R3. Bowen, WR; Hilal, N; Lovitt, RW, Wright, CJ (1998), A new technique for membrane characterisation: Direct measurement of the force of adhesion of a single particle using an atomic force microscope. Journal of Membrane Science 139 pp 269-274. (IF 4.357 Citation 65.)


R4. Abu Seman M.N, Khayet M., Bin Ali Z.I., Hilal N. (2010) Reduction of nanofiltration membrane fouling by UV-initiated graft polymerisation technique Journal of Membrane Science 355 pp 133-141. (IF 4.357 Citation 26.)


R5. Bowen WR, Cassey B, Jones P; and Oatley DL, (2004) Modelling the performance of nanofiltration membrane — application to an industrially relevant separation, Journal of Membrane Science 242, pp 211-220. (IF 4.357 Citation 43.)


R6. Powell LC, Sowedan A, Khan S, Wright CJ, Hawkins H, Onsøyen E, Myrvold R, Hill KE and Thomas DW (2013) The effect of alginate oligosaccharides on the mechanical properties of Gram-negative biofilms, Biofouling, 29, 4, pp.413 (IF 4.488.)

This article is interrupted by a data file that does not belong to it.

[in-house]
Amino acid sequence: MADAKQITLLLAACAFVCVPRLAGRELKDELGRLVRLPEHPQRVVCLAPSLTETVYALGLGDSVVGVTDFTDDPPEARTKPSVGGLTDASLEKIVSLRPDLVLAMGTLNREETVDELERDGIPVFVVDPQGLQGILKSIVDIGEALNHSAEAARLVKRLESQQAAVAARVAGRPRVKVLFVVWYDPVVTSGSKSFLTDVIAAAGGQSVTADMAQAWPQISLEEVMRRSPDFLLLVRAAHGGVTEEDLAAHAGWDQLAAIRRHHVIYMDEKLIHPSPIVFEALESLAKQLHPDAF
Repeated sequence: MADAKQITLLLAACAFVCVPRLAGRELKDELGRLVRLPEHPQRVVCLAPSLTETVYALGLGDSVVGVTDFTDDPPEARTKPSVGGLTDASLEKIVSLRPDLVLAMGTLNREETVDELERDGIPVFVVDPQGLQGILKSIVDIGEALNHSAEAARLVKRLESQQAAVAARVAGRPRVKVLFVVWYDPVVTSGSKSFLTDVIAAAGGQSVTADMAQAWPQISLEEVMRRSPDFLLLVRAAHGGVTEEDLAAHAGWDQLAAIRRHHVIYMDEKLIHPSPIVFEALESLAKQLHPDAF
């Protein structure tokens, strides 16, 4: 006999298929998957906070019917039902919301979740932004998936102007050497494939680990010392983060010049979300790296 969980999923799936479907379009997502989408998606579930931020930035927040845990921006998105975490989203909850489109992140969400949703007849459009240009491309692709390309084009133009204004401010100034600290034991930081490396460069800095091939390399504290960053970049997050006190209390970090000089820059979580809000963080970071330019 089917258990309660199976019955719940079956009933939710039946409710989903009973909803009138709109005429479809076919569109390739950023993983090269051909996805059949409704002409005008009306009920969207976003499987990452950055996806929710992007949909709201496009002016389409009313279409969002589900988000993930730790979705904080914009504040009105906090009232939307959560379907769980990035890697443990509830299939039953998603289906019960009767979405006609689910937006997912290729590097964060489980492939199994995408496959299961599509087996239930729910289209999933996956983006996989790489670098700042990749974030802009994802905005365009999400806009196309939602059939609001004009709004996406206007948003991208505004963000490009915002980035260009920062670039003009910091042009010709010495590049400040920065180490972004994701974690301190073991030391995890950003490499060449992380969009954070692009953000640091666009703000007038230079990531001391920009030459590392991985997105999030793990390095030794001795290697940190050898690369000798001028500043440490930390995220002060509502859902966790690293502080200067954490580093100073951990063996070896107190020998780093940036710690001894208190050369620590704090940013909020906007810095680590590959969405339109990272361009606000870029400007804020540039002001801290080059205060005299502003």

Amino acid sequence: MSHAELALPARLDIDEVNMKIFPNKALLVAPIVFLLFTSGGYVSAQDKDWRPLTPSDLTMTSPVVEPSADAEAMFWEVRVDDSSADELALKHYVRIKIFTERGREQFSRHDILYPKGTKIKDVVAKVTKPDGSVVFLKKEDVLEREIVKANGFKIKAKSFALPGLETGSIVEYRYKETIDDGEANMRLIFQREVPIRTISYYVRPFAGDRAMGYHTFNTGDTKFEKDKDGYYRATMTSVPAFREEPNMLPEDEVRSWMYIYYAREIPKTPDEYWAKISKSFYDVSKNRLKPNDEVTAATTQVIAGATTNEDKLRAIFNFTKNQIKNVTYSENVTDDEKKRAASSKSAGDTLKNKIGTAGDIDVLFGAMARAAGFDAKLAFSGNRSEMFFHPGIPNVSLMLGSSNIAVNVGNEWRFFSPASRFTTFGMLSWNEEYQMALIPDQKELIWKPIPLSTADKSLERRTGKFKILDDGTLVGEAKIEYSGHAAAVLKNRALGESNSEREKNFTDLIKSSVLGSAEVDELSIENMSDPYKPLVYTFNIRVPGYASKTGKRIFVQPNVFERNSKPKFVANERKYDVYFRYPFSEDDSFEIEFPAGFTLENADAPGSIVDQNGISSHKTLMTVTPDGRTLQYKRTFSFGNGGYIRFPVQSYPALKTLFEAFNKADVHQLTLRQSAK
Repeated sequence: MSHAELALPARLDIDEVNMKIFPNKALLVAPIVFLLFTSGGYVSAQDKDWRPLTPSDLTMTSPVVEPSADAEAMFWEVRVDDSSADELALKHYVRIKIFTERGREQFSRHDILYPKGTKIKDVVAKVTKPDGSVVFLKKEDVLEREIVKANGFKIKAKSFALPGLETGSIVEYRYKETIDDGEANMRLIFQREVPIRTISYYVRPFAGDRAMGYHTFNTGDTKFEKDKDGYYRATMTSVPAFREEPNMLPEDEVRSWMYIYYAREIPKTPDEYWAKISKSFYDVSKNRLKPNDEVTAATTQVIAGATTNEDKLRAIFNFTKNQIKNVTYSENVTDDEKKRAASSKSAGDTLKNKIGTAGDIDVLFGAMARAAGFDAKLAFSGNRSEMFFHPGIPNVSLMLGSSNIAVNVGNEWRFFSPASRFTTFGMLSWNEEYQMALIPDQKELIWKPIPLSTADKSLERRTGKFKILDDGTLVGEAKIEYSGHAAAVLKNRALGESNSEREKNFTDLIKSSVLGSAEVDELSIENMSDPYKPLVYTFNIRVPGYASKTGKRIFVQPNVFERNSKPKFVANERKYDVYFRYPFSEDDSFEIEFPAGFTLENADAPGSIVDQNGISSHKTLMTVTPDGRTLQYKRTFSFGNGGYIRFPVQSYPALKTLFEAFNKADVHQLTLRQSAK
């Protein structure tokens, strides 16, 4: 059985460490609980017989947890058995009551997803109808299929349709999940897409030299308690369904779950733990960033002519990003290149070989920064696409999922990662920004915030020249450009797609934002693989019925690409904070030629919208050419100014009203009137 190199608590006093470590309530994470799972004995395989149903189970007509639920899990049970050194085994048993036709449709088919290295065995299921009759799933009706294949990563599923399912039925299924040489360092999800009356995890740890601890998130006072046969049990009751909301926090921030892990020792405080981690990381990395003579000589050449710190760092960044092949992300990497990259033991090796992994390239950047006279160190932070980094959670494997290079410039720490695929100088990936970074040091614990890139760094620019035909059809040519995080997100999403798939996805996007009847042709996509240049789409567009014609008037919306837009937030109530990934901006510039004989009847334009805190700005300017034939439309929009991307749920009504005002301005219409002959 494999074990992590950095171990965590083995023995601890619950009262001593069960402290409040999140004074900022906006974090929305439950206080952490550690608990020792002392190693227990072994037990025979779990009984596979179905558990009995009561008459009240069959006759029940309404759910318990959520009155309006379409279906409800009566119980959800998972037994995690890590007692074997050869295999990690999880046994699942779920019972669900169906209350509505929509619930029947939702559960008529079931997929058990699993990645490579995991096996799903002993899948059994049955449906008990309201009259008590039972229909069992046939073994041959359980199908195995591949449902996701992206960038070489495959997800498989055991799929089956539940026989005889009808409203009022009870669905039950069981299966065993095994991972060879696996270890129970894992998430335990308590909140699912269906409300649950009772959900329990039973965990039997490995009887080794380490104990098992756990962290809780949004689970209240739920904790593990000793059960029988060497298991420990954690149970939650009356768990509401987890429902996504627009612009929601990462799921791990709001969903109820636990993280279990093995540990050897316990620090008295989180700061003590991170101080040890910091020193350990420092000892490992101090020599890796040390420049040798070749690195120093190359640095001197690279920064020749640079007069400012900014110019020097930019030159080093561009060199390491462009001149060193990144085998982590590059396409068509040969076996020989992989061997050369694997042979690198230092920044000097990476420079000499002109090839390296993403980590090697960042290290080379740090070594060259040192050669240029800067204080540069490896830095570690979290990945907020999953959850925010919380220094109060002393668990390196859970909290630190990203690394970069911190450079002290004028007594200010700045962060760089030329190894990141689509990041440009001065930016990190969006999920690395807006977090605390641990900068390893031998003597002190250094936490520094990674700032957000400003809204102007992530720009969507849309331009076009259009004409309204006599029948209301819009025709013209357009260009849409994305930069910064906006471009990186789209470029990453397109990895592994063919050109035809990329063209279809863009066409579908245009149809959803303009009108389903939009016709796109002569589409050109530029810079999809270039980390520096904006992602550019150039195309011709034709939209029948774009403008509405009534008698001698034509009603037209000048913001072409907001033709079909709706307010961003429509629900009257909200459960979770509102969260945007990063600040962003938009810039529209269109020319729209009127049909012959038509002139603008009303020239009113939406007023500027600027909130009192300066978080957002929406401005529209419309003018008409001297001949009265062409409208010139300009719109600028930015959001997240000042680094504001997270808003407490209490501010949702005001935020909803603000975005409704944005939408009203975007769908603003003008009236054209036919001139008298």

R1, R2 and R5 best represent the quality of the research. (Citations obtained from Google scholar)

Major Relevant Research Grants

G1 EPSRC Platform grant. Complex fluids and complex flows — from physics to processes (2000-2003 Renewed 2003-2008; £687K) W.R.Bowen, PR Williams CJ Wright. (The Centre for Complex Fluid Processing at Swansea was the first at any UK Chemical Engineering Department to be awarded an EPSRC Platform Grant.)

G2 Centre of Excellence for Technology and Industrial Collaboration (CETIC). Complex Fluids Processing Centre (2002- 2009; £700K) (CETIC, NAfW, HEFCW, WDA) WR Bowen (PI), R. Bryant, M Jones, RW Lovitt, PM Williams, PR Williams (PI) and CJ Wright

G3 EPSRC Visualisation, verification and quantification of physiochemical interactions in bio(separation) processes (1994-1997; £240K) WR.Bowen (PI) RW Lovitt (PDRAs N.Hilal and CJ Wright)

G4 EPSRC Advanced Research Fellowship, C.J. Wright: Elucidation, quantification and control of bio-surface interactions — exploiting the potential of AFM (2001-2006 £250K). Reviewed at completion `overall as tending to outstanding with internationally leading research'